Recently we've been working on fixing some of the "slow" queries in our applications. Usually this means adding appropriate composite (multi-field) indexes.
But in one case, that didn't completely fix the problem. We added the index necessary to select the right data but then we summarizing by different fields and that was requiring a temporary index.
Thinking about this, I realized that it doesn't make much sense to create a temporary index so summarize can read the data in the right order to process it sequentially. Better to just read the data in any order and accumulate the results. That means you have to process all the data before you can produce any output, but that's no different than having to create the temporary index first. And (in most cases) the accumulated results will be smaller that the temporary index, since you're summarizing.
It didn't seem like this should be too hard to add. (typical programmer optimism)
But then I started looking at the code and I realized that although the query operations choose strategies, they weren't actually using the strategy pattern. Instead they just have a bunch of if's to alter their behavior based on the chosen strategy.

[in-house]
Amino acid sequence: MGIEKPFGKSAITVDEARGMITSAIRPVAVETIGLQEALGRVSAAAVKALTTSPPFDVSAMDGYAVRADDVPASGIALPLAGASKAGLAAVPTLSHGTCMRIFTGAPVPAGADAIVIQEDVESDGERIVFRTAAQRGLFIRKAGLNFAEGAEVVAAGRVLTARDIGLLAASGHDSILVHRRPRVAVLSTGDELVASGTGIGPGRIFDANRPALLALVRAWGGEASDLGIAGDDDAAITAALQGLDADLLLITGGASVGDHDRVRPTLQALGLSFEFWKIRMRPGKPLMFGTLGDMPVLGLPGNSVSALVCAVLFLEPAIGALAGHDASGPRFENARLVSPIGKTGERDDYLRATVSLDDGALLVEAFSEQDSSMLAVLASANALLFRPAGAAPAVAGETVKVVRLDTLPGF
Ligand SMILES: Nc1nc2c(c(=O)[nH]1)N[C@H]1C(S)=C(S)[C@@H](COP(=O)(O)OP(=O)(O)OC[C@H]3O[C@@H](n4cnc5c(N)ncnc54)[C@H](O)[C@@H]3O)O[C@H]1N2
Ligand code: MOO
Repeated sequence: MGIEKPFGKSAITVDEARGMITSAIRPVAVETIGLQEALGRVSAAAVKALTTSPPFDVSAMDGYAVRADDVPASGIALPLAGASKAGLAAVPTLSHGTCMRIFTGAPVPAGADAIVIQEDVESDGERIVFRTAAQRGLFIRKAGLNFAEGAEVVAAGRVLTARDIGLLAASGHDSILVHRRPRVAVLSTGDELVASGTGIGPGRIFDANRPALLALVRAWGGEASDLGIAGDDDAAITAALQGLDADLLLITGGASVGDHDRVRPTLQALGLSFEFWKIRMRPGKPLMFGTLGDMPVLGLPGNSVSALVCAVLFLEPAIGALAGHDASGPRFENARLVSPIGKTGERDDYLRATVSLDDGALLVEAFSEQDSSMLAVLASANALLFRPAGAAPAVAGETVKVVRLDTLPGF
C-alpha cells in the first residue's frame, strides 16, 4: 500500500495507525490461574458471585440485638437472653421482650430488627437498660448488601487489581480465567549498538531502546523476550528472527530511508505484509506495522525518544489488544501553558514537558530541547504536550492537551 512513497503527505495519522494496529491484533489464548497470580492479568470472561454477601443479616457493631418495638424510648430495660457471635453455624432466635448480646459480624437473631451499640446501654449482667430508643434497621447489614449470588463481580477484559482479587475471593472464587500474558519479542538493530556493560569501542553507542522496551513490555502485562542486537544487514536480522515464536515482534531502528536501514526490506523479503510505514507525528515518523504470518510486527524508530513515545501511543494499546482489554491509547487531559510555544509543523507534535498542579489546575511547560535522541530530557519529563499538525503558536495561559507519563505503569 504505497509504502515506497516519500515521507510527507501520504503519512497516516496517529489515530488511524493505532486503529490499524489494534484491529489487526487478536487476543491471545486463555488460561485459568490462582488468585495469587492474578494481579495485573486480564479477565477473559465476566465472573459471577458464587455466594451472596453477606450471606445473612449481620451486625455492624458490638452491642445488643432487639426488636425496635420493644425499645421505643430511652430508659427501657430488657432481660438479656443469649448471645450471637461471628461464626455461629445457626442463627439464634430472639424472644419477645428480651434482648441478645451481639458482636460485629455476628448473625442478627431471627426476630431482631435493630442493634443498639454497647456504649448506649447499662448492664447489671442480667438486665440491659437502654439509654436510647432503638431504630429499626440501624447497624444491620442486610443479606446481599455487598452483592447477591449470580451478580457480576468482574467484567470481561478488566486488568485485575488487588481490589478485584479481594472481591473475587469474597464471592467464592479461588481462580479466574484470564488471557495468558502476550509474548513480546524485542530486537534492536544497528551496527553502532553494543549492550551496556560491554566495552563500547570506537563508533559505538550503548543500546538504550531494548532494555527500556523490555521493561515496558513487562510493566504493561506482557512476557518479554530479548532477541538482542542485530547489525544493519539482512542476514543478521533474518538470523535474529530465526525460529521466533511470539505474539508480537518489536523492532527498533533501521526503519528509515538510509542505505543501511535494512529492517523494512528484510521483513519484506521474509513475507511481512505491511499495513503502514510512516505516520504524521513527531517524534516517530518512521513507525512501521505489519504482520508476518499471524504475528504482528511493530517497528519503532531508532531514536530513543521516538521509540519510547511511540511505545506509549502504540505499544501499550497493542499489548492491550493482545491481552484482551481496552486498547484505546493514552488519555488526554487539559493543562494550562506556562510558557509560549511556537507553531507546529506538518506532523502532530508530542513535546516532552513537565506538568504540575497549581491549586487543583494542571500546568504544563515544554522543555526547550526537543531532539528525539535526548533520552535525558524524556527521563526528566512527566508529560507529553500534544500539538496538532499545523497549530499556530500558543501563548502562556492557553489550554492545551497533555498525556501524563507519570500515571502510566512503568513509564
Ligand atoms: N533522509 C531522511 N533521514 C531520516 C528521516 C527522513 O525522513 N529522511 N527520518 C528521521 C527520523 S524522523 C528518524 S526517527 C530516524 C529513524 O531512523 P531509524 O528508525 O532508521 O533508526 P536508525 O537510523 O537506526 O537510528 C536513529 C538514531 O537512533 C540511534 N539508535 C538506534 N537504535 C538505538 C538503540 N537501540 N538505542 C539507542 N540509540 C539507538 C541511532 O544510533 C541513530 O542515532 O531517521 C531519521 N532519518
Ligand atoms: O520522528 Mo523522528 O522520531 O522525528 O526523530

It's funny that hasn't struck me before. It seems so obvious. And it's not like I just learned about the strategy pattern. I read Design Patterns when it first came out in 1994, 15 years ago. I'd made each query operation a separate class, but for some reason I'd stopped there.
So I decided to refactor the summarize code to use separate strategy classes. Which again turned out to be a bigger job than I thought.
I started out with just using my text editor (Scite) but I've been spoilt with all my IDE usage. So I tried using NetBeans (6.5). But that didn't work too well. I could build from NetBeans but I couldn't double click on the errors to go to the offending source. (Even with Scite I can do that.) And I couldn't seem to configure it to my indenting style (Whitesmith's).
So I switched to Eclipse. It's not as easy to import a project into Eclipse as it is in NetBeans, but after a few false starts I get it going. It does support Whitesmith's style. And you can double click on the errors. But C++ support in NetBeans or Eclipse isn't anywhere close to as nice as Java support.
One problem with splitting things up after the fact is that the code tends to have developed interconnections. Luckily it wasn't too hard to pass the necessary information.